The skeptic as the consumer

If there should someone who's termed a 'healthy' consumer, then he must be one who brings a fair amount of belief and skepticism when faced with a purchase. A steep inclination to either belief or skepticism can be termed 'unhealthy'. Its the balance that's critical to consumer purchases.

Let me illustrate. When faced with an advertising claim, its healthy to be a bit skeptical. That provokes enquiry. Which helps in bettering purchase decision making. Extreme skepticism on the other hand is what spawns the likes of Naomi Klein and 'No Logo'. The converse illustration is the almost reverential submission by followers to con artists in the guise of god men. These are the 'extreme' believers who don't tolerate any contradiction to their blind beliefs.

The believer is a marketer's delight. The skeptic poses a dilemma. In fact its the extreme skeptics I want to talk about. Immune to any belief, they question everything that requires faith. They need reasons to believe. Marketers must give them that. And in a manner that suits their psyche.

Skeptics may in all probability be rationalists who seek evidence. If it isn't there, they wouldn't subscribe. In fact its interesting the way Scott Peck talks about them (read, secularists) when he describes the issue of dreams, of God and of grace and revelation. He states;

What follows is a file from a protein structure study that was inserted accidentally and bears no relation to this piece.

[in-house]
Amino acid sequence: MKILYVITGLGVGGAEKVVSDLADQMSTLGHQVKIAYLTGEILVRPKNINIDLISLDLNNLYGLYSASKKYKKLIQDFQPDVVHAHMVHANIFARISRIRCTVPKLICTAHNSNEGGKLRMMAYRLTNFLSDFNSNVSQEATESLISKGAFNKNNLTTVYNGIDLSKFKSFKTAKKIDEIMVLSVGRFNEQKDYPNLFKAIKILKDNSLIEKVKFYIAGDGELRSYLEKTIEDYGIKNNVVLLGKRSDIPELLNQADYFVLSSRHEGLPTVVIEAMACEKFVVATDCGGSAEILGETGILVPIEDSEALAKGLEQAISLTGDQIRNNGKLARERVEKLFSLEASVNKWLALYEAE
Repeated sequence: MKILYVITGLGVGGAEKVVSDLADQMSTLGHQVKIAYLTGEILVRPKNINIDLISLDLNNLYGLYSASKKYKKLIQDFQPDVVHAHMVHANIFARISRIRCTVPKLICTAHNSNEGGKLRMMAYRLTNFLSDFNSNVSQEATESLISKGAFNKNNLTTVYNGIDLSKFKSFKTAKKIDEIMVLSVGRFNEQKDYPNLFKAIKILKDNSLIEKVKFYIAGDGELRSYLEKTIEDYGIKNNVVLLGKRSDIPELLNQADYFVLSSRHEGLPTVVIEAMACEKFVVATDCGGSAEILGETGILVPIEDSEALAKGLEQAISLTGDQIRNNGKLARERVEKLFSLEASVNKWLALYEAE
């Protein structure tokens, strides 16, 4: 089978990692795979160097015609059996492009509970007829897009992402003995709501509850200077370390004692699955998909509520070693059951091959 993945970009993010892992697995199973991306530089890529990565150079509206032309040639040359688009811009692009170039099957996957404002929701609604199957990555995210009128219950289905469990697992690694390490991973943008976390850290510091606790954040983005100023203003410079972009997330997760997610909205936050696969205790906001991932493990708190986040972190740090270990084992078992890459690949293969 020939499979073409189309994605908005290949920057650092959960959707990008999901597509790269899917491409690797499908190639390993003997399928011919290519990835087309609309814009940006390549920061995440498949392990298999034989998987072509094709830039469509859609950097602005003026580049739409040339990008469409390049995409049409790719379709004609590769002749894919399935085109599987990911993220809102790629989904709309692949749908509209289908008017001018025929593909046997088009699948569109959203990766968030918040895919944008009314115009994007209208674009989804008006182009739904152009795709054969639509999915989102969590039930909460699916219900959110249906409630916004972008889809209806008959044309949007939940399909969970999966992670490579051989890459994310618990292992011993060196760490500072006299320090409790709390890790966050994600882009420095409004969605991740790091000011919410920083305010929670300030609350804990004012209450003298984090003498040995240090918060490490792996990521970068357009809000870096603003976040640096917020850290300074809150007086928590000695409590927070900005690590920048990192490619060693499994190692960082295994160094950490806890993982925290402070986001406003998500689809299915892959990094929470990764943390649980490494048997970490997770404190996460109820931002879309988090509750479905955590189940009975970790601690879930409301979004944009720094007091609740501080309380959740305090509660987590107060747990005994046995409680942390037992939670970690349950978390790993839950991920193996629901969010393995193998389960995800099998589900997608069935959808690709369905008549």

'Why are so many immune to the evidence-that still small voice and our dreams, among other things-of grace and revelation? I believe there are two primary reasons. One is that people are threatened by change. Most with either a fundamentalist or secular mindset are simply not likely to be open to the evidence that could call their mindset into question. The other is that there is something particularly frightening about seriously acknowledging God for the first time. With the dethronement of one's ego involved in favor of putting God in the lead of our lives, there is a distinct loss of control (as there was in coming to terms with my own recounted "big dream" of God doing the driving).

For many secularists, the rejection of any evidence of God is not simply a neutral or passive sort of phenomenon. It is common these days to speak, for example, of addicts and others who reject massive evidence of their problem as being "in denial". Such denial is a fiercely active psychological process. In this respect, I believe we can think of some secularists as being addicted to their secularism. No amount of challenging evidence is going to change their minds. It isn't simply that they don't have the same access to God as everyone else has' it is that they have chosen to avoid and deny it'


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